POGO Stuck: Philippines iGaming Market is Vortexing

Published November 3, 2020 by Lee R

POGO Stuck: Philippines iGaming Market is Vortexing

Has so many economic and geo-political forces ever conspired to sink a jurisdiction.

There is a hole in the bucket in the Philippines.

PAGCOR Warns of Losses

Online gaming overseer Philippine Amusement and Gaming Corp PAGCOR reports increasing market destabilisation.

POGOS Not Returning

First off, only 33 POGOs (licensed iGaming operators in the Philippines) have been given permission to resume operations post-Covid 19, from a total of 55 prior to the pandemic.

A leading Philippines real estate firm has further indicated that iGaming companies are disappearing in Manila.

Dire Predictions

With over 25 years of business expertise, Leechiu Property Consultants CEO David Leechiu forecasted to a local media webinar a 17-percent vacancy rate in Manila’s office market by the end of the years as a result of online gaming market departures.

This loss in offices equates to 300,000 square meters of physical space, with POGOs making up 1.7 million square metres of space.

Set to Continue

The losses are just beginning, according to Leechiu—as he predicts the rise to an additional 20 to 30 percent in 2021.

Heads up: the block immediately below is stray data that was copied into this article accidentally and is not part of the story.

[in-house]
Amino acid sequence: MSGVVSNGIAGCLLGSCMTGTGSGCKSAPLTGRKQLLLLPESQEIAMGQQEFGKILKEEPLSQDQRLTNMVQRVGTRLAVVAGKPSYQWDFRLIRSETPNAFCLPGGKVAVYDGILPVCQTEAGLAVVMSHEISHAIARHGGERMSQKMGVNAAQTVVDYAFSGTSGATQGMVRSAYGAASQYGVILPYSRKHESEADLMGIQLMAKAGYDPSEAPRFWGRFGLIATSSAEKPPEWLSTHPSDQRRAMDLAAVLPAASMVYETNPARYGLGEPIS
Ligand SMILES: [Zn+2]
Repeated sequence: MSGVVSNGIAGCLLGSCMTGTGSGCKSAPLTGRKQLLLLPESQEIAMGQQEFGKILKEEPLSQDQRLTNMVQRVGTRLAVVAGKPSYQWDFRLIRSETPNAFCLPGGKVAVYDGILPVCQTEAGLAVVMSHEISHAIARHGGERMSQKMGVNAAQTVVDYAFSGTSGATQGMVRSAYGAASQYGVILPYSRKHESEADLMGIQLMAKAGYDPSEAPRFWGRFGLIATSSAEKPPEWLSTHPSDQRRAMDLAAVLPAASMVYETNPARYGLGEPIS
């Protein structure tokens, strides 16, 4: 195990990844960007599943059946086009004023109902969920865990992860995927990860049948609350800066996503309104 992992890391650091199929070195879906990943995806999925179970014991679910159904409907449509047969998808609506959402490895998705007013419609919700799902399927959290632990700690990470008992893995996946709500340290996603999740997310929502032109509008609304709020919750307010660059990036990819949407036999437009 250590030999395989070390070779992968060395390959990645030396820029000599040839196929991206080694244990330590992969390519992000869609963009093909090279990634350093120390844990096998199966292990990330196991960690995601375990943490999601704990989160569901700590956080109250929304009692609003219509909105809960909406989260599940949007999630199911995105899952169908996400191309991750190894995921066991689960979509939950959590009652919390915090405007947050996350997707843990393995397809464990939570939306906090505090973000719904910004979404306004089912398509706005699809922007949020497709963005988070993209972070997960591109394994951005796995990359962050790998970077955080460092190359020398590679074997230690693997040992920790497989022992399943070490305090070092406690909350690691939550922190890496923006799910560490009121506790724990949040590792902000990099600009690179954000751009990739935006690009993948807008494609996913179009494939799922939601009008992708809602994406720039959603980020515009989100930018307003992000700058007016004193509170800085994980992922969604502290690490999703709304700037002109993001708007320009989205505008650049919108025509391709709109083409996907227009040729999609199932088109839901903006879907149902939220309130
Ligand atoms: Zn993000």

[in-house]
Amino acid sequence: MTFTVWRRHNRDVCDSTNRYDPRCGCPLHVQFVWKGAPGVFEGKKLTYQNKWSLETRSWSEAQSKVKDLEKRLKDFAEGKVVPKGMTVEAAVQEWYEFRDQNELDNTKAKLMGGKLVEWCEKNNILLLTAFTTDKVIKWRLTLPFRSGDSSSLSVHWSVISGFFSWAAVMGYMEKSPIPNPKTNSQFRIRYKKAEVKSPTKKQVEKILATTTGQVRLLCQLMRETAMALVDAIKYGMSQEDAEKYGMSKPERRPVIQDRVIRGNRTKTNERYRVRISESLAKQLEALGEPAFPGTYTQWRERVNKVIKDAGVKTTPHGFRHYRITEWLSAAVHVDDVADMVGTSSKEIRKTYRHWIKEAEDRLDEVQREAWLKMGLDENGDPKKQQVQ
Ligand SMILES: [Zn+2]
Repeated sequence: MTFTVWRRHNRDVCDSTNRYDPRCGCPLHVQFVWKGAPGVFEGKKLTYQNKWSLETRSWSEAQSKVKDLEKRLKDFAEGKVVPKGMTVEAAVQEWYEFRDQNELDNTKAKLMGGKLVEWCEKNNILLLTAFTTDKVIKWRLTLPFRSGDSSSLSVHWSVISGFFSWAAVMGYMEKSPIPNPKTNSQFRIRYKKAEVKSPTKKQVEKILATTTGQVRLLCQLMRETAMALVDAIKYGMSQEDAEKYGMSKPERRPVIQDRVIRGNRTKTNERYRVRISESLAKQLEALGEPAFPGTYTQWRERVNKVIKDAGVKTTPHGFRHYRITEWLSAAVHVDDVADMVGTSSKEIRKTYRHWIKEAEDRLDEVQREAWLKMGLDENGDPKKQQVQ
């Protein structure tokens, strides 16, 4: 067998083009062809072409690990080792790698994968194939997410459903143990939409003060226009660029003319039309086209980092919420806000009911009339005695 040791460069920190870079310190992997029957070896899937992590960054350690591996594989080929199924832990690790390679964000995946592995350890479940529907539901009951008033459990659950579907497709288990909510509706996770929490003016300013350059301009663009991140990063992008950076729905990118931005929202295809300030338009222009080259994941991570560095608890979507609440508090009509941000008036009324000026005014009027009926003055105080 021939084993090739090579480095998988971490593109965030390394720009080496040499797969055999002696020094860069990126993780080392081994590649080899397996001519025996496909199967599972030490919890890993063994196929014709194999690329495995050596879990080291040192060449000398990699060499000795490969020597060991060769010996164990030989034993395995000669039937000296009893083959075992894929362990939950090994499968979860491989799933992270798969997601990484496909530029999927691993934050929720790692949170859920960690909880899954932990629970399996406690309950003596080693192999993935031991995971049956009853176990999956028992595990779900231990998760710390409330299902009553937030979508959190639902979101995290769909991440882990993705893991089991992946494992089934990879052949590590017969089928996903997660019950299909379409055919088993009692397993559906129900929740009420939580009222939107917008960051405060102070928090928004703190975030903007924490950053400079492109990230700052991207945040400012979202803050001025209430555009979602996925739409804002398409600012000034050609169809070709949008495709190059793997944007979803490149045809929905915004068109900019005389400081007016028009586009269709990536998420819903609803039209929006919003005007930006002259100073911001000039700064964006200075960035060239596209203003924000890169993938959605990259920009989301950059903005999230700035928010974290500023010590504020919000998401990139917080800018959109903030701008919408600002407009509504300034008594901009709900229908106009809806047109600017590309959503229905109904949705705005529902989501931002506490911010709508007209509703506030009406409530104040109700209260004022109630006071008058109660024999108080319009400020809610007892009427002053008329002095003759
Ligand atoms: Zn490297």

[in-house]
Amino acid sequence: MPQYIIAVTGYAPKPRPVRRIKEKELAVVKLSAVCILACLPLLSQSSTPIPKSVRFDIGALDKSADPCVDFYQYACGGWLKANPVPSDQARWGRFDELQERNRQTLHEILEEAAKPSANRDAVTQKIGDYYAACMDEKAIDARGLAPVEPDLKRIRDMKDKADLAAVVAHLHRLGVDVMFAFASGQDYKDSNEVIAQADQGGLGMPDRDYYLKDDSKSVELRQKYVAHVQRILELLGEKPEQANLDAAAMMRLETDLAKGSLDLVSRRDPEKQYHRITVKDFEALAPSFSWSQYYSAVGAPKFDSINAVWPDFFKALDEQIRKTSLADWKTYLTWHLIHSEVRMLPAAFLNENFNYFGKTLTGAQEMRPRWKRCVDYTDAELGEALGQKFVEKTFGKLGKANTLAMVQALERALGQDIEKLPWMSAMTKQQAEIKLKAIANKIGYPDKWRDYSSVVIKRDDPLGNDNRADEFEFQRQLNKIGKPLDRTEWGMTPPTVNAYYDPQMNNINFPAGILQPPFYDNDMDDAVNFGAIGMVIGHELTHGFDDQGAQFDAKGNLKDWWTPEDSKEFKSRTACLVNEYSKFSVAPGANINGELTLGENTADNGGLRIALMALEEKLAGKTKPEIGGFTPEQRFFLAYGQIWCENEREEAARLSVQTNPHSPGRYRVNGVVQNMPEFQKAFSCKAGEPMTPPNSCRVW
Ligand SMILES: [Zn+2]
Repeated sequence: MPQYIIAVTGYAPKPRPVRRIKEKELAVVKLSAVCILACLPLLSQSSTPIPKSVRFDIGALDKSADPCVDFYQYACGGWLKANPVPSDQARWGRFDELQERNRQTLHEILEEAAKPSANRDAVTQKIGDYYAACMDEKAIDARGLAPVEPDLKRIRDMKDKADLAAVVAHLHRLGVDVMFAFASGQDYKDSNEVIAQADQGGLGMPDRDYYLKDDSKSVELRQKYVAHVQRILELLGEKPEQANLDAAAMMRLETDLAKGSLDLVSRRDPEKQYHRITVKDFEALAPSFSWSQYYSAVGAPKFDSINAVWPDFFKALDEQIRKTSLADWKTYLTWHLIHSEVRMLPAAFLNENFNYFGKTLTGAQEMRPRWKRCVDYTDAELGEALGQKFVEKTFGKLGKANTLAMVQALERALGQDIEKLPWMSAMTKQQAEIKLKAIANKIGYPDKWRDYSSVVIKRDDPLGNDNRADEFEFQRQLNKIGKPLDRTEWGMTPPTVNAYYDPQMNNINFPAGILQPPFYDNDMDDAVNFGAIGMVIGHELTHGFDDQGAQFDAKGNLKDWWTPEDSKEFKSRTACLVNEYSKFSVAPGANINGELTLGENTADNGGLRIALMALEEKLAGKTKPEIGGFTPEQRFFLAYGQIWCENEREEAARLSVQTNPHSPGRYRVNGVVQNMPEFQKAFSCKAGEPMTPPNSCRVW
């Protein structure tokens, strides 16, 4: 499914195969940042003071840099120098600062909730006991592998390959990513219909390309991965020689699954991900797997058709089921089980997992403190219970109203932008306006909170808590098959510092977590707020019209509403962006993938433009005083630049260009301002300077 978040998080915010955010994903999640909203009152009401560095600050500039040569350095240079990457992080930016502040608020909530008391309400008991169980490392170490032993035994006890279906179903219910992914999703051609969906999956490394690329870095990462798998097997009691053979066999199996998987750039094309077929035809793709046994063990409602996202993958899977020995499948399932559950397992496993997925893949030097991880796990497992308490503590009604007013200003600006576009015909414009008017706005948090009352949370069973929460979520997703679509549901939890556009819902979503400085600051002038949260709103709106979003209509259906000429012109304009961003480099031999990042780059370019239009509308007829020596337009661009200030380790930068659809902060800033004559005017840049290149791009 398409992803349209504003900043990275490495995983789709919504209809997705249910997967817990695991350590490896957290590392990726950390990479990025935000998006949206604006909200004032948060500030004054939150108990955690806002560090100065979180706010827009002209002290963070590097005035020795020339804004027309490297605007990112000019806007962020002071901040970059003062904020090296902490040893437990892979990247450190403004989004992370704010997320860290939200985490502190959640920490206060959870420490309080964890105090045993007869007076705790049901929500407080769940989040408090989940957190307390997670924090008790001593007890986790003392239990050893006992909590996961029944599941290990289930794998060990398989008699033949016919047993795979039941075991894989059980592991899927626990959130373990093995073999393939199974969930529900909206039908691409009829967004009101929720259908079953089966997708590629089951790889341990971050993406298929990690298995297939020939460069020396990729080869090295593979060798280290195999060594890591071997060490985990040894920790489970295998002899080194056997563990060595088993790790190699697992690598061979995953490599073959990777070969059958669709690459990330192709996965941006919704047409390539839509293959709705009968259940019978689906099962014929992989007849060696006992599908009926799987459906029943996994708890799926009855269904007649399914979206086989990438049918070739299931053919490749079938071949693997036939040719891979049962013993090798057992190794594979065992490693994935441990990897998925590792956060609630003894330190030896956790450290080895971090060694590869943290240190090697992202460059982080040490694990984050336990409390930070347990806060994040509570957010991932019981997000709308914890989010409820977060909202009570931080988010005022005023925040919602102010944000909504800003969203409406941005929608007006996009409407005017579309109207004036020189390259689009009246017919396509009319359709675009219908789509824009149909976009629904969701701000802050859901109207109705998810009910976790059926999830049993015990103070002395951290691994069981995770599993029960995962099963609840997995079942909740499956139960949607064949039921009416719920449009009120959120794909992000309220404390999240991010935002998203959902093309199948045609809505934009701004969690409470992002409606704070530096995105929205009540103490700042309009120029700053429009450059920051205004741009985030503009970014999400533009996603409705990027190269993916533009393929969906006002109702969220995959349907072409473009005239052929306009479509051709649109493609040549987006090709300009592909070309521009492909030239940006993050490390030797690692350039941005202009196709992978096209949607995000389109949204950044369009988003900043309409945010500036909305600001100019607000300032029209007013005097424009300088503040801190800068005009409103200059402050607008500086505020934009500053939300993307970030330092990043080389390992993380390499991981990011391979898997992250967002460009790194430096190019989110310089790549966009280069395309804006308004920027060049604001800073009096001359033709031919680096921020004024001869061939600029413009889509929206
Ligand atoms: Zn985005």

Inhospitable Taxation

Leechiu says iGaming companies in the Philippines are being driven out the increasing cost of doing business, led by a new 5% tax the Philippines government has imposed as Covid recovery solution.

Add to this the requirement that all iGaming companies need to pay back taxes and fees before reopening, and many companies will continue opting out completely.

China Workforce Conflict

On top of this, the predominantly Chinese workforce has come under derision from locals, which is driving many workers back home and depleting the workforce needed to support iGaming operations.

Dwindling Workforce

The population trend was seconded by transport authority Subic Bay Metropolitan Authority (SBMA).

SBMA chair Wilma Eisma told the Philippine National News Agency that the number of Chinese workers in POGO firms dropped from 1,500 to less than 500 in less than four months—with only the Great Empire Gaming and Amusement Corp. returning its 368 workers to the Philippines back in June after losing PHP106 million.

Visa Subversion?

More data showing youths in China applying for Retiree Visas at the Department of Tourism is raising concerns about continuing POGO attempts to subvert immigration and visa requirements.

Outlook

All these ripplings of discontent ensure Philippine government recovery goals will not be met, with no solution in sight. 

See also

Philippine Prez Turns Down Slot Plan

Gambling Key to Philippines Economy

Philippines Gambling, Church and Law

Duterte Cracks Down on Illegal Gambling in the Philippines

The Booming iGaming Market is About to Get Major Boosts from US and Asia Pacific


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